Shortly after the JailbreakMe hack that uses Mobile Safari to jailbreak iPhones, iPads and the iPod touch hit the Web, Apple announced that it will be patching the potential security flaw the hack takes advantage of, according to Yahoo! Finance.
Jailbreaking is a process that hacks iOS so third-party apps that aren’t available through Apple’s iTunes-based App Store can be installed.
Apple plans update to patch Mobile Safari security flaw
Unlike other jailbreak tools, JailbreakMe doesn’t require a computer to handle the hacking process. Instead, users only need to go to the JailbreakMe Web site on their iPhone, iPod touch or iPad, and the security flaw the hack takes advantage of is exactly what Apple plans to patch.
While patching the flaw will take away the ease of use that JailbreakMe offers, it will also block a security flaw that could potentially be used for more nefarious deeds.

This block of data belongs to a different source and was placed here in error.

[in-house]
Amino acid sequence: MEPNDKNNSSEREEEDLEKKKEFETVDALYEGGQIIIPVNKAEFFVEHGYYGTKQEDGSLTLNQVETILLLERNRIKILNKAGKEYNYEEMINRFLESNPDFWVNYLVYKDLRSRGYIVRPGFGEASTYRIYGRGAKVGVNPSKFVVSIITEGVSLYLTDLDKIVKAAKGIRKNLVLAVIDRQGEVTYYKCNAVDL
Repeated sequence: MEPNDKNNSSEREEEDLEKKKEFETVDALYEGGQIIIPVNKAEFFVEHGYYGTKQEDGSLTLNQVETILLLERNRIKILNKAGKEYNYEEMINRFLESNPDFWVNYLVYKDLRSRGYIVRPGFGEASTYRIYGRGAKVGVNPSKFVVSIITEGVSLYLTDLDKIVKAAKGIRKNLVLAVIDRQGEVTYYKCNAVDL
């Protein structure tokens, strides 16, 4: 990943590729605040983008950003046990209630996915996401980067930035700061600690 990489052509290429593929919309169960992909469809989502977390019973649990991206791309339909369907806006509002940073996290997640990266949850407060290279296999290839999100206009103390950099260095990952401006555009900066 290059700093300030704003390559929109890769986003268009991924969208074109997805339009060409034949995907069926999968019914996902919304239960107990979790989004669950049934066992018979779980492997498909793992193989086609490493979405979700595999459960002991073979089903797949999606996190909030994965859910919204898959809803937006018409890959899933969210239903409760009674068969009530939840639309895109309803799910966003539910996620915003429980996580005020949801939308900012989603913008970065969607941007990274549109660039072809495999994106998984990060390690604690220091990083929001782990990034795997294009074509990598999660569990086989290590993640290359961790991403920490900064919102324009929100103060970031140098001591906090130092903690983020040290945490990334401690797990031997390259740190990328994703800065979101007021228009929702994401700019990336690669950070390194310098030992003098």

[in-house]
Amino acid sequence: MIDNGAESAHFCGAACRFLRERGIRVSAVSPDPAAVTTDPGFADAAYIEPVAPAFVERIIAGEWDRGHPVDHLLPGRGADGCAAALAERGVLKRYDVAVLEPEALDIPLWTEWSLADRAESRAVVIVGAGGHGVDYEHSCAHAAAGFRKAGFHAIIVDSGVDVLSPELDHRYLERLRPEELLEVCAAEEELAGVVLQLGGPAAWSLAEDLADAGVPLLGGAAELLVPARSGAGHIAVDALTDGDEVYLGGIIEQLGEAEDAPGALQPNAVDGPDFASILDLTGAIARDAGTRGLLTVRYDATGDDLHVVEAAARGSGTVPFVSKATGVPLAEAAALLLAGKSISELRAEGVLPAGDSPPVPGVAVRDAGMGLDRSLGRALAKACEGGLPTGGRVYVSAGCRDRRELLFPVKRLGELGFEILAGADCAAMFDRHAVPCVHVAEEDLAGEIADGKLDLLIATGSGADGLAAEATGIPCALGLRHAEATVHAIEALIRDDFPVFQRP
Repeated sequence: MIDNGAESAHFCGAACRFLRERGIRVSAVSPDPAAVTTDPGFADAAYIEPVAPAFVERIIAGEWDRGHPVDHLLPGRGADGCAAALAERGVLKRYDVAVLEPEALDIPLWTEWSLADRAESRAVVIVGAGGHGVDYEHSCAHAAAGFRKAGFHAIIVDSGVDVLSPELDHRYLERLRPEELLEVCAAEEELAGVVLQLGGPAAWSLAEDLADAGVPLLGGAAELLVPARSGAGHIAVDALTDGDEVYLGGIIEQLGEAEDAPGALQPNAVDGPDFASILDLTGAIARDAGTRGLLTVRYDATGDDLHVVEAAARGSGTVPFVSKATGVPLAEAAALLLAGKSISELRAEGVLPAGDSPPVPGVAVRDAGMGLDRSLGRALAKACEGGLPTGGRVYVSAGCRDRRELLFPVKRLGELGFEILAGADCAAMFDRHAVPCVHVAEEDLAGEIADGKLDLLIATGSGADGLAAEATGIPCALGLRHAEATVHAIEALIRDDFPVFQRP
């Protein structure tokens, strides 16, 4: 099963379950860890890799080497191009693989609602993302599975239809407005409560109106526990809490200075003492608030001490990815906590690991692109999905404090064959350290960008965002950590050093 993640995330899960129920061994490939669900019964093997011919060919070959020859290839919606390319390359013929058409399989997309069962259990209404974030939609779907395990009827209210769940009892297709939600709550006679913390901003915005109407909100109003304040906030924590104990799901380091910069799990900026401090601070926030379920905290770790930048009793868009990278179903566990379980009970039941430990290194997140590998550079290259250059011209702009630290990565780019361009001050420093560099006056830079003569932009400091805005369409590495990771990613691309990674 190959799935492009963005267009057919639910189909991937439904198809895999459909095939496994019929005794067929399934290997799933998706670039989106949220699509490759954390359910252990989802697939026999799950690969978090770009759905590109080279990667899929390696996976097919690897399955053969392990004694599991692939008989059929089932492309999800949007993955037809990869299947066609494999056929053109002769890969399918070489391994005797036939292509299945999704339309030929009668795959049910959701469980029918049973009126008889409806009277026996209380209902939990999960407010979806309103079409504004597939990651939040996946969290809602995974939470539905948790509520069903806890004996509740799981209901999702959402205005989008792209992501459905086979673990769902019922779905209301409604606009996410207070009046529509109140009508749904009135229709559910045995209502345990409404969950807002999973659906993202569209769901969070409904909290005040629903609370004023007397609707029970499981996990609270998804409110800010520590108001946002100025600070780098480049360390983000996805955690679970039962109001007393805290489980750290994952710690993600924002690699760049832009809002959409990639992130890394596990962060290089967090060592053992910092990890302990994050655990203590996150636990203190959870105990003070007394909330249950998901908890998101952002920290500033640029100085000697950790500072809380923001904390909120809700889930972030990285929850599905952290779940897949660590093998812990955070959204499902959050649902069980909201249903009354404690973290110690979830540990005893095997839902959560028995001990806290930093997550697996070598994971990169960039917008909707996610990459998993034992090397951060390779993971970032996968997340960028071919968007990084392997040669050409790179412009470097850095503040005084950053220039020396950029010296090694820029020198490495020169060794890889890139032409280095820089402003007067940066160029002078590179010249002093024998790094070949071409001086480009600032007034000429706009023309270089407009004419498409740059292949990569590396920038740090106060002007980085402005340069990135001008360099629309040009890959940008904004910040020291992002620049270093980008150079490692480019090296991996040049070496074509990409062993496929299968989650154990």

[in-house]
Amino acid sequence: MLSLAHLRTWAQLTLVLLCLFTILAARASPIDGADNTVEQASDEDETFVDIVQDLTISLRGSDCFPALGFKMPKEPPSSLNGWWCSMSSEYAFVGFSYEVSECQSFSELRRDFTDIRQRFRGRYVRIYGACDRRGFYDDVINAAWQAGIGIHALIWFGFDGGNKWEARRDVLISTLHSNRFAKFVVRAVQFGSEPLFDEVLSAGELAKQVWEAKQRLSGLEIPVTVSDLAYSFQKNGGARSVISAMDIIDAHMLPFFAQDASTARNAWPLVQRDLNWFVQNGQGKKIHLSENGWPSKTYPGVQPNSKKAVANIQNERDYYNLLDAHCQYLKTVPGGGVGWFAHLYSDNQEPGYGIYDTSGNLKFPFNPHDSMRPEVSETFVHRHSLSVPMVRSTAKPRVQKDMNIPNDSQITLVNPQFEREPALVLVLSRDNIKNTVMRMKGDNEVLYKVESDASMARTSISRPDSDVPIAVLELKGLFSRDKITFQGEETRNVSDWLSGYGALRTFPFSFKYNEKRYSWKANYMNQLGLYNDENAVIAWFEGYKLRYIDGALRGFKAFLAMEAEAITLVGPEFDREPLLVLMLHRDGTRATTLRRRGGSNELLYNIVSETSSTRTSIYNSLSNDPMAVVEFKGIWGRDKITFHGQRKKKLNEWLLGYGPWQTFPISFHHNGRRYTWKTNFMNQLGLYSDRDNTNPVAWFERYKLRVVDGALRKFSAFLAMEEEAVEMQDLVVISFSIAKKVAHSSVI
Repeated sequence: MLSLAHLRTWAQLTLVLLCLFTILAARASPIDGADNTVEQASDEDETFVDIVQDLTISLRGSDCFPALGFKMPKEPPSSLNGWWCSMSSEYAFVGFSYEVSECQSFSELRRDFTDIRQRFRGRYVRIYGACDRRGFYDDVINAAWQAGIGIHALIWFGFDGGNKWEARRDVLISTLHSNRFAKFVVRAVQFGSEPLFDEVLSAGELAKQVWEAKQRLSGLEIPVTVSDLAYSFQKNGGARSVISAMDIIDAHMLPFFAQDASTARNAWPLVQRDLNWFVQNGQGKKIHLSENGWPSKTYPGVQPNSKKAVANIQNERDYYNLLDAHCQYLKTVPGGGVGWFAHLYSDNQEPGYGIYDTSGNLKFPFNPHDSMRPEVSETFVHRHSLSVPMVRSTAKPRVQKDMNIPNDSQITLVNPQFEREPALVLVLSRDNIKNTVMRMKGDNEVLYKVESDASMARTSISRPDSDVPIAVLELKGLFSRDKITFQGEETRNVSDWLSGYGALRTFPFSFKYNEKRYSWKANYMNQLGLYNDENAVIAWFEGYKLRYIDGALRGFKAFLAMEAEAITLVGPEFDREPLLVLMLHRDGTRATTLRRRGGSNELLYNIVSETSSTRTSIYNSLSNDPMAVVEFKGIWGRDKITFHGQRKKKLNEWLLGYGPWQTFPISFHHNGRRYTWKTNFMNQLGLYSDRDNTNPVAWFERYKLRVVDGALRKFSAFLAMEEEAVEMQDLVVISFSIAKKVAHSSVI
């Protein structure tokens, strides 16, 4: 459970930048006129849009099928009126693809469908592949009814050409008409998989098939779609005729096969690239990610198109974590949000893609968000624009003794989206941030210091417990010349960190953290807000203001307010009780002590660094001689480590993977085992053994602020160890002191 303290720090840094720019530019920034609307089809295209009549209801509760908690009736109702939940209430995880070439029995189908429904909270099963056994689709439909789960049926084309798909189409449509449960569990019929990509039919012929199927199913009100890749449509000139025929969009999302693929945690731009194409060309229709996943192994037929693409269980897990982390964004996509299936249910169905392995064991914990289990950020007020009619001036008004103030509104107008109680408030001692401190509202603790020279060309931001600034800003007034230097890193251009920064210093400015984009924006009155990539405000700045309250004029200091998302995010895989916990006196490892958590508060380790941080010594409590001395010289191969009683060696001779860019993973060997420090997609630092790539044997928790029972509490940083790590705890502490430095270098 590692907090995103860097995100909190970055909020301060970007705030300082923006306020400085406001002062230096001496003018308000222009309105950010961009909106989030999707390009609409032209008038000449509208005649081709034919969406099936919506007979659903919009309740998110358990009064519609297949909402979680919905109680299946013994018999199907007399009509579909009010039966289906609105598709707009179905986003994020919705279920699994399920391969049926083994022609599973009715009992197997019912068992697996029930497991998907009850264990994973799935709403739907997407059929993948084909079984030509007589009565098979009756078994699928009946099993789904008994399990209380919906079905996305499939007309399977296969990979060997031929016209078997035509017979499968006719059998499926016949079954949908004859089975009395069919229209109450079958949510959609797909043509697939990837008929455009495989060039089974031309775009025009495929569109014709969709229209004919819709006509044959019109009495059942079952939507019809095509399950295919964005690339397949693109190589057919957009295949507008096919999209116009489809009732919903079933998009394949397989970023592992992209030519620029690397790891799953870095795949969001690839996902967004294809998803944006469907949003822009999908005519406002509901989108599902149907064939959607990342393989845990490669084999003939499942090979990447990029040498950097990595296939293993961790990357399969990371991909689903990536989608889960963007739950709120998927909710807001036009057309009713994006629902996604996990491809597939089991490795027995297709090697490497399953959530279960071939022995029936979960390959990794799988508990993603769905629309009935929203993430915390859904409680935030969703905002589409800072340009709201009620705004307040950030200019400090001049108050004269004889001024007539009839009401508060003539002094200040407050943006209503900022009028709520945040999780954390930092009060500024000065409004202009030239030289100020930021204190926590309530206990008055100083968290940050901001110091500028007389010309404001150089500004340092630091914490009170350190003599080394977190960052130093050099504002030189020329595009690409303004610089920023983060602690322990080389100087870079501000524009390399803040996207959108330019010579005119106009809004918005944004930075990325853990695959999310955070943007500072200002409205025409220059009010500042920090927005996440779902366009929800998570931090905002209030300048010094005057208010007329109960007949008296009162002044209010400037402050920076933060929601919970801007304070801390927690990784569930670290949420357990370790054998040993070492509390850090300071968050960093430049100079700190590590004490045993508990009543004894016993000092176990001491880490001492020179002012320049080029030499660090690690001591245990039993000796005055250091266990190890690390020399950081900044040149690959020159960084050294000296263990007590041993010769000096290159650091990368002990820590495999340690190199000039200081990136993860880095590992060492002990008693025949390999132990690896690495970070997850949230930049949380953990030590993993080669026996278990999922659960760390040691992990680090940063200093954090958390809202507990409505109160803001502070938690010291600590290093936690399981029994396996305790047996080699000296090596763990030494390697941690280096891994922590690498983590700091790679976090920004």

The flaw takes uses specially crafted PDF documents to install software on user’s iOS devices, potentially without their permission or knowledge. So far, there aren’t any reports of malicious uses of the flaw, only the JailbreakMe hack.
Bethan Lloyd, a spokesperson for Apple, said the company is “aware of this reported issue and developing a fix that will be available to customers in an upcoming software update.”
There isn’t any word yet on when to expect the security update to be released.